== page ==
Homemade spey for kid

Discussion in 'Spey Clave' started by Charles Sullivan, Dec 10, 2012.

  1. Charles Sullivan

    Charles Sullivan dreaming through the come down

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    Ladies and Gentlemen,

    I recently picked up an old lamiglas fiberglass 9 foot 8/9 blank for less than the price of a six pack. My thought is that I can put a switch type shaved down cork handle on it and use it for a tiny spey. The rod is intended to be used by my 2nd grade daughter who is pretty darn coordinated and I think I could teach to get 30 or 40 feet of line out.

    Has anyone tried this approach to teach a 3 foot lady to 2 hand cast?

    Any thoughts on what sort of line? My thought was to by a single hand 11 and try and do some surgery. I wouldn't be opposed to an out of the box skagit short or scandi type line. I'm figuring she won't be chucking a bunch of t-14 any time soon. maybe I could bring it and her to one of Aarons thingys.

    I'm sure most of you are gonna tell me to teach her 1 handed first but honestly 1 handed casting and troutfishing isn't my thing so it's either this or gear in the salt. Feel free to find a creative way to call me crazy though, as long as it's funny.

    Go Sox,
    cds
     
  2. KerryS

    KerryS Ignored Member

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    You might drop ww a note. He has made several "trout speys" using light blanks. He may have a tip or two to help you.
     
  3. Idaho steel

    Idaho steel Active Member

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    Is that the "honey" colored blank? I've got a couple of those, and a regular 'ol #8 air cell for $27.00 will spey cast just dandy.
     
  4. Charles Sullivan

    Charles Sullivan dreaming through the come down

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    It's an s-glass blank. It's not a honey blank. I have a honey 8 ft 6 wt blank though.

    Go Sox,
    cds
     
  5. Ed Call

    Ed Call Mumbling Moderator Staff Member

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    I bought echo geckos for my girls. Has a lower handle just like a tiny switch. Sounds like you are on target. Consider a Wulff Ambush 9 or 10wt. Right head length for single handed Spey casting, or two handed learning.
     
  6. psycho

    psycho Active Member

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    I use a lot of Ambush lines to teach kids to cast, single and double handed. Used them for some adults too.
     
  7. Charles Sullivan

    Charles Sullivan dreaming through the come down

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    What is so nice about the ambush? Head length? Design?

    I suspect I could take off 10 feet from the front and make it a floating tip in case she could cast 10 feet of type 3. Any reason why not?

    Go Sox,
    cds
     
  8. Charles Sullivan

    Charles Sullivan dreaming through the come down

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    I just went and looked at my supply of blanks and it appears as though I have a honey blank too. It's he same size 9 ft. 8/9.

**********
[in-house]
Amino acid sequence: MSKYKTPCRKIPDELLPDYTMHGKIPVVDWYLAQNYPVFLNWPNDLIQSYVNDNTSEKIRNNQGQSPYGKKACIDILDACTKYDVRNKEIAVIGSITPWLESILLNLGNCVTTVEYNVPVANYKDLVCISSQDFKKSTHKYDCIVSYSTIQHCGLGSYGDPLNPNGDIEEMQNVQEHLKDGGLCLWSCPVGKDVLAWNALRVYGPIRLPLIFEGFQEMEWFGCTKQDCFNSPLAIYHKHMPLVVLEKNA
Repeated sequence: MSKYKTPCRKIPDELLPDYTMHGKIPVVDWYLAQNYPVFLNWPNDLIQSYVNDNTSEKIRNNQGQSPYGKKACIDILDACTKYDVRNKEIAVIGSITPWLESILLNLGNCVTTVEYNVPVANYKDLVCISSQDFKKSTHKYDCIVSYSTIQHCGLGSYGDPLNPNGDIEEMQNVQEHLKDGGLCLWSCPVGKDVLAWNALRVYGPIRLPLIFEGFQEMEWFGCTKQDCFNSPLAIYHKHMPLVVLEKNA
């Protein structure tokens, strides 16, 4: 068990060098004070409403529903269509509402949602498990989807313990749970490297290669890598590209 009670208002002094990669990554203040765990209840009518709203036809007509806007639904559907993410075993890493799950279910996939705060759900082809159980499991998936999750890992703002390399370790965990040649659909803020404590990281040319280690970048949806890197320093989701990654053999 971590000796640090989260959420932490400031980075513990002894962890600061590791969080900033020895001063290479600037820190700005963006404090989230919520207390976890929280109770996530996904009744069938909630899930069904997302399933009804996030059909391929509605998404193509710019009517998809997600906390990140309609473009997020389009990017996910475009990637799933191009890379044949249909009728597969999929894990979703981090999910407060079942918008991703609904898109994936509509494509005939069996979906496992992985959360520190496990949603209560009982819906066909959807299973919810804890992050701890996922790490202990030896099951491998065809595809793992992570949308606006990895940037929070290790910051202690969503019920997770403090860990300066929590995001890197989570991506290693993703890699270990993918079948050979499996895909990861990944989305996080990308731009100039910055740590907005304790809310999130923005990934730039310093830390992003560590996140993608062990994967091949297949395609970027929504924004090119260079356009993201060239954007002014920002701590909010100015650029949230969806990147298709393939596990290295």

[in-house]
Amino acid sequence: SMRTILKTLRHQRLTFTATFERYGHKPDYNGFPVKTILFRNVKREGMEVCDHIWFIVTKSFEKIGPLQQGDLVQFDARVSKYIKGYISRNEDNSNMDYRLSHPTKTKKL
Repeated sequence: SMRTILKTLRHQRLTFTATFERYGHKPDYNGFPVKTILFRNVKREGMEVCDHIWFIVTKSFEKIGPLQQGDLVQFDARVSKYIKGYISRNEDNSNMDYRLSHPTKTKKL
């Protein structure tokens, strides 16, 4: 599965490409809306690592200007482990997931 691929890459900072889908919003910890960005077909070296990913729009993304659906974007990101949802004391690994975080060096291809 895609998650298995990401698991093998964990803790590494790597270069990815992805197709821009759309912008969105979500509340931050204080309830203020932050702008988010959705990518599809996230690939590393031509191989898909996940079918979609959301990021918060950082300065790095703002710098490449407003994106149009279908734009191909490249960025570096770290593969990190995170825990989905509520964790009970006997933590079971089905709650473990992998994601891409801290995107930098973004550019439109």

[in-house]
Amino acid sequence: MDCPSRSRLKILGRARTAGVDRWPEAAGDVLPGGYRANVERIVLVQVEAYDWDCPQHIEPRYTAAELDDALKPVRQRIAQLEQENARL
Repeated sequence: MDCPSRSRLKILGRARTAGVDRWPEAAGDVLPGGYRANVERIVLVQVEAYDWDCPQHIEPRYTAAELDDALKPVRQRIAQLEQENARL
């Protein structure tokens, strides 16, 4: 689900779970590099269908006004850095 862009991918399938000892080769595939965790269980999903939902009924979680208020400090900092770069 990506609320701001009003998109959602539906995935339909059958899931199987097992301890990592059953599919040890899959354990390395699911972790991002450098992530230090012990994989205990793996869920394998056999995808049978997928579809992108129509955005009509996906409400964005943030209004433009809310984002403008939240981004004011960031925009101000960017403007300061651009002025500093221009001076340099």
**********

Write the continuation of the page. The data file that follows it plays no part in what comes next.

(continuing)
Go Sox,
    cds
     
  9. Derek Day

    Derek Day Rockyday

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    Getting the little one casting on her own would be way more effective. You two could cover 1.5-2 times as much water as you do using the cast-and-pass method. Ed might have some demo lines to help you get it dialed in.

    Good luck!
     
  10. Charles Sullivan

    Charles Sullivan dreaming through the come down

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    I'd prefer to buy any line from Ed, so I figure if I can have an idea what I want then I can talk to him. He may have ambush lines. I gotta build it up 1st.

    Go Sox,
    cds
     
  11. psycho

    psycho Active Member

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    Ambush lines are a 20 foot head on a running line, basically a skagit for single handers or weigh the head and match to your lighter double handers.:D
     
  12. Ed Call

    Ed Call Mumbling Moderator Staff Member

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    Charles, any lines I have are yours to try once you think the time is right. I do think starting with an ambush line would be a great starting point. The line's super short head allows for easy loading, no real need for backcasting room and shooting lots of line. It really will depend on feel to see which ambush line allows for the best tempo for her casts. On glass I really could not say. It might only take a 7wt ambush to flex that glass rod enough to make a nice double spey or circle spey cast. I'm pretty sure I have an ambush in 7wt and a larger on in 9 or 10.

    She might like a bit longer line in a short time after getting used to casting. They a double taper could do the trick nicely. If she's just roll casting that thing out there 25-30' with two hands in the second grade, she'll be rocking out a whole line by middle school!
     
    yuhina likes this.
  13. Steve Saville

    Steve Saville Active Member